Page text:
The FMA levies an annual supervisory fee that applies to all authorised crypto businesses. The supervisory fee consists of a fixed basic fee and a varied additional fee and is limited to an annual maximum amount which normally is 100,000 CHF (approx. 100,000 EUR). For many types of regulated businesses, the basic fee is 500 CHF (approx. 500 EUR). The varied fee largely depends on the type of business model. For instance, for token issuers, a fee of 0,1% of the Swiss franc equivalent is levied on all cryptocurrencies and funds raised during the issuance where the date of the first offer serves as the reference date for the calculation of the exchange rate and the equivalent value as of 31 December of the year preceding the tax year is decisive for the tax.

If a supervised business has licences, authorisations, or recognitions for various supervised categories, or if the supervised business is subject to supervision by the FMA for various categories of economic activities, it’s subject to the fee for each of these categories. The full list of supervision fees is laid out in Annex 2 of the Financial Market Supervision Act (FMSA).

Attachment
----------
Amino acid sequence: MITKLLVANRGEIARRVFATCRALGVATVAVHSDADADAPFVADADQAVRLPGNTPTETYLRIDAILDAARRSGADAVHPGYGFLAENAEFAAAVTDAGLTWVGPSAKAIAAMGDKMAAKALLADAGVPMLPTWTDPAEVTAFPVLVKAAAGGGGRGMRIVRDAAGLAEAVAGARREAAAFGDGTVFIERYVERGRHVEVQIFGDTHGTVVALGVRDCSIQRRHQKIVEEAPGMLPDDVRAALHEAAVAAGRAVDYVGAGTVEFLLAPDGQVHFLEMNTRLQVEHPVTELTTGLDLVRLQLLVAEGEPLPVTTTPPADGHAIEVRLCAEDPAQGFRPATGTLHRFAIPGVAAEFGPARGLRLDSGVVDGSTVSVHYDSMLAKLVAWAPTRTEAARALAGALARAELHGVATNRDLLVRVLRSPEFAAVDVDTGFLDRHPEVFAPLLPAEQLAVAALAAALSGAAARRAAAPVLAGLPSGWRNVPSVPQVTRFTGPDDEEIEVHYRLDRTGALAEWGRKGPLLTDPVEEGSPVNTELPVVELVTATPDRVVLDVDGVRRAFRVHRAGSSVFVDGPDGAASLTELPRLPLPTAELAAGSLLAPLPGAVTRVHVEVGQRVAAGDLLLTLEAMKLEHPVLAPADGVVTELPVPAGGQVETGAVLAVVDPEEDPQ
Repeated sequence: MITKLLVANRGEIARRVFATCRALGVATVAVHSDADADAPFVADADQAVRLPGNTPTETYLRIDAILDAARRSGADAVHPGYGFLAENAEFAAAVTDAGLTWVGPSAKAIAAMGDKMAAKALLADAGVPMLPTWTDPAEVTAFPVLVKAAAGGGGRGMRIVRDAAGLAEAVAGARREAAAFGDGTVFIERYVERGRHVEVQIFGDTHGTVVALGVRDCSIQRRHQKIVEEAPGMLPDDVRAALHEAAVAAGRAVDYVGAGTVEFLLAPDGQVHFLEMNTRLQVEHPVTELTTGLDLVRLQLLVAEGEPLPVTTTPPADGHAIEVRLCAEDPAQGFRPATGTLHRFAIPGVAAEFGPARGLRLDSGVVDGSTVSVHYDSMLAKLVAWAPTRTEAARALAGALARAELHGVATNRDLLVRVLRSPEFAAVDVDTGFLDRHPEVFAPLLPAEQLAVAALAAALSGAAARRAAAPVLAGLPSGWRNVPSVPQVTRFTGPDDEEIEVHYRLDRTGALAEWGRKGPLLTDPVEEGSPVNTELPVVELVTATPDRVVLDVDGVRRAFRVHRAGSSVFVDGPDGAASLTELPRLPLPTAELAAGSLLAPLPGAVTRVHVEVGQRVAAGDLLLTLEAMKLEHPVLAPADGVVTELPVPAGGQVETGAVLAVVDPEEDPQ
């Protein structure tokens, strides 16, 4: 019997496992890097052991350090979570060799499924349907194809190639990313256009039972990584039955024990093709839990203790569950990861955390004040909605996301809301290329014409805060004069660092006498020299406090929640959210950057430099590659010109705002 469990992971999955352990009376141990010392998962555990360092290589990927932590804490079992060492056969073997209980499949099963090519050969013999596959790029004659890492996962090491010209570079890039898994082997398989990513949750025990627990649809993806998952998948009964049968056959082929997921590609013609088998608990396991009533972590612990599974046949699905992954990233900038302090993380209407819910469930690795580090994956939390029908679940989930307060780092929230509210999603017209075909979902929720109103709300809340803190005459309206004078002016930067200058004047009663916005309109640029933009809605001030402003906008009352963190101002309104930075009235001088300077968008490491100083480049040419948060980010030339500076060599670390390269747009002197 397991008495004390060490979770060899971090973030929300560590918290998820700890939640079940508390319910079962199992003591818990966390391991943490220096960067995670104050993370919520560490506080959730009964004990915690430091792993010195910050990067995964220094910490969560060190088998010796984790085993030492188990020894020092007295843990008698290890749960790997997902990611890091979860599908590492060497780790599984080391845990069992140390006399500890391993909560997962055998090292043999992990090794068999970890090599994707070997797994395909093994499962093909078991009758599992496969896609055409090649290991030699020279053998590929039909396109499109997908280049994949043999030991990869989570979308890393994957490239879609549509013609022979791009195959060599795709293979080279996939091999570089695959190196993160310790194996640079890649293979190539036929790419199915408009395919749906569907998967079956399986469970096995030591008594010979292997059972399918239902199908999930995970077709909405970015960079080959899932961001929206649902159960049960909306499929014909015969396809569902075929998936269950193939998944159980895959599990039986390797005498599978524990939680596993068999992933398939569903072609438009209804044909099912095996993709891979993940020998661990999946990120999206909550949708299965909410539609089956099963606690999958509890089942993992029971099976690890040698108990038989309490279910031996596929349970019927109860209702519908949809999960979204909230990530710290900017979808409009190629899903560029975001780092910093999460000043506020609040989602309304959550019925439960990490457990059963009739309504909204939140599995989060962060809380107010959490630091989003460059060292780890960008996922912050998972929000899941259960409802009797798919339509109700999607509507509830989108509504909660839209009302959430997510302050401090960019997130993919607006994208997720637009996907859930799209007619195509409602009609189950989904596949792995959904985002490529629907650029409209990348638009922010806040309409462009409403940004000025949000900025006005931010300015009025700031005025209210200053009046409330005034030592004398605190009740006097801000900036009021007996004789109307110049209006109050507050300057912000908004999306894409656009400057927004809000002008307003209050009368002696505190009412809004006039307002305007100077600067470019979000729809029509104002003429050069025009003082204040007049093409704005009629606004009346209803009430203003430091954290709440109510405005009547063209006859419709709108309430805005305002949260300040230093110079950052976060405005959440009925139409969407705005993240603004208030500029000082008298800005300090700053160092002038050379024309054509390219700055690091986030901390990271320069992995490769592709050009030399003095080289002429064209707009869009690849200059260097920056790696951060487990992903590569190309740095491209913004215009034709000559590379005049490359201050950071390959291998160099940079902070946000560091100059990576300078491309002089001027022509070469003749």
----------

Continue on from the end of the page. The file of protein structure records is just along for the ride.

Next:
Prestige and worldwide recognition of the jurisdiction

Confidentiality of company shareholder data

Cryptoassets are not considered as financial instruments or securities

Opportunity to obtain a licence for non-residents

Requirements for Crypto Licence Applicants

Legal and natural persons with a registered office or place of residence in Liechtenstein must not start offering any licensable services without an applicable licence granted by the supervisory authority and prior to entry into the TT Service Provider Register. If an applicant intends to conduct cross-border business (e.g., advertise abroad or approach clients abroad), it must notify the MFA in advance whether the business model is subject to licensing in the chosen foreign country.

The applicant must be a natural or legal person who’s capable of meeting the following requirements:

  • Demonstrate the ability to conduct the planned economic activities
  • The managing director must be reliable (no criminal convictions, violations of the provisions of the Act against Unfair Competition, the Consumer Protection Act or other relevant law)
  • The managing director must be professionally suitable (sufficiently qualified for the intended responsibilities due to his or her training or previous career)